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Ansei Uchima (内間 安瑆, Japan, 1921-2000) is a Japanese-American artist known for his harmonic and vibrant prints and paintings.
Ansei Uchima was born in Stockton, California and raised in Los Angeles, California. In 1940, at the age of nineteen, Uchima traveled to Tokyo to study architecture at the Waseda University. After his studies, Uchima gravitated toward painting as a profession and gained artistic perspective from prominent Japanese masters. Uchima also worked as a translator for the art collector Olivier Statler (1915-2002), who had a civil service position with the U.S. Army in Japan. Statler was writing a book about modern Japanese woodblock printmaking, specifically sōsaku hanga (creative print) art. Uchima accompanied Statler as a translator for interviews with sōsaku hanga artists. Naturally, Uchima received first-hand exposure and knowledge of sōsaku hanga and began practicing the process of hand carving and printing the woodblocks. However, Uchima used Japanese paper made specifically for him by a Japanese master papermaker, Ichibei Iwano. Uchima’s first prints were influenced by nature and traditional Japanese interpretations of balance and harmony. This was the beginning of Uchima’s experimentation with printmaking, which caught the attention of collectors in Japan and abroad.
In 1950, Uchima returned to the United States. Two years later, he began teaching at Sarah Lawrence College in Bronxville, New York where he worked from 1962 to 1982 as professor emeritus. His work is best described as Abstract Expressionism. As a Japanese-American who lived and worked in Japan and New York during his formative artistic years during and after the Second World War, Uchima’s works are a direct representation of modern Japanese printmaking aesthetics and the Abstract Expressionist movement in the U.S. He embraced spontaneity during the process of printing and found opportunity with accidents and experimental failures in some of his final pieces - an artistic attitude reminiscent of American Abstract Expressionists. Uchima is known to have advanced traditional techniques derived from ukiyo-e printmaking into what he called “weaves of colors.” This approach was used for his series Forest Byobu where he layered 45 color plates to create one print. Uchima’s prints, including the ones in Forest Byobu series, embody a frenzied movement and repetition. However, his works demonstrated a serene and nuanced quality. Uchima was able to organize these moving shapes and marks in space to evoke an overall balance in composition and space. Uchima also created prints depicting animals, women dressed in kimonos, plants, and scenes of nature. The artist utilizes three to four colors in each design - a simple yet bold approach. Uchima’s other prints depict mountain ranges or abstracted landscapes radiating with atmospheric light.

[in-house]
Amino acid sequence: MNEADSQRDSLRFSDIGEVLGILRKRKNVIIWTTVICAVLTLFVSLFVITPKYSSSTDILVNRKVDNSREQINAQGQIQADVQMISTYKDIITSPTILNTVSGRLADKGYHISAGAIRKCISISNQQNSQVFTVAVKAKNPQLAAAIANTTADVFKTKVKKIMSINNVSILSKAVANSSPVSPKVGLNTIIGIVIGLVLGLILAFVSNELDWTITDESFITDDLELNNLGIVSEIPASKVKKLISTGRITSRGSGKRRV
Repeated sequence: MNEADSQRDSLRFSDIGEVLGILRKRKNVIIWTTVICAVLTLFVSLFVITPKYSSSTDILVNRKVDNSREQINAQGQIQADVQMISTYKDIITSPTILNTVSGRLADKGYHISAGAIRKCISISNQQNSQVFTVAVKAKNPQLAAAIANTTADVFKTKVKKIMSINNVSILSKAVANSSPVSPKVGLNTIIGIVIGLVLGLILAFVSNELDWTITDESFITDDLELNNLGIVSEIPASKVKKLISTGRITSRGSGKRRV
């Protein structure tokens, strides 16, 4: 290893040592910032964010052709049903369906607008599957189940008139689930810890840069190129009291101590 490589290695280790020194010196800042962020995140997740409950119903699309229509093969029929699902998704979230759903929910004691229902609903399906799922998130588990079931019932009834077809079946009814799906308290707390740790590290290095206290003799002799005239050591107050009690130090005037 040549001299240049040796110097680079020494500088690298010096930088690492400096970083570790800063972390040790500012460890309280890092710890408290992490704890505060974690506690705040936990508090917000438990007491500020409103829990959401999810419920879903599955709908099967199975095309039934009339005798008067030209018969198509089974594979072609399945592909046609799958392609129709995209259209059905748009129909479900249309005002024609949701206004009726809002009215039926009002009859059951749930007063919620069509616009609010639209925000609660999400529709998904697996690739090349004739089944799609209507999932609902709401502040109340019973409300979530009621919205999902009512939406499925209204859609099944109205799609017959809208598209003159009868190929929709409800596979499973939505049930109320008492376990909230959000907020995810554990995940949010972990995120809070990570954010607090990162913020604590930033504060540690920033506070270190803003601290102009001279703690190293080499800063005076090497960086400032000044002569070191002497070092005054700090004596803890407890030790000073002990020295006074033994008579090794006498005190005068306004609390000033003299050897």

Uchima’s paintings won awards at the Jiyo Bijutsu (Free Artist Association) annual exhibitions in 1953 and 1954. In 1955, Uchima showed in his first solo exhibit at Yoseido Gallery in Tokyo. Later in 1957, Uchima shared an exhibition at Yoseido Gallery with the sculptor Masayuki Nagare (1923-2018). He also showed his woodcuts in the Tokyo International Print Triennials in 1957 and 1960. In 1967, Uchima became an adjunct professor of printmaking at Columbia University. After twenty years of teaching, he was named professor emeritus in 1988 at Columbia. Uchima also became a Recipient of Guggenheim Fellowships in 1962 and 1970. The artist had over 40 solo shows in his lifetime and exhibited alongside Toshiko Takaezu (1922-2011) and Isamu Noguchi (1904-1988). He also wrote a book about his experiences and techniques titled Thirty Years: My Journey with Woodblocks (1982).
Ansei Uchima was married to the artist Toshiko Uchima (1918-2000) for many years. He died at age 79 on May 9, 2000 in New York. His works are included in the collections of the Metropolitan Museum of Art, Whitney Museum, Art Institute of Chicago, Brooklyn Museum, British Museum, Rijksmuseum in Amsterdam, National Museum of Modern Art, Tokyo, and the National Gallery of Art in Washington, D.C, among others.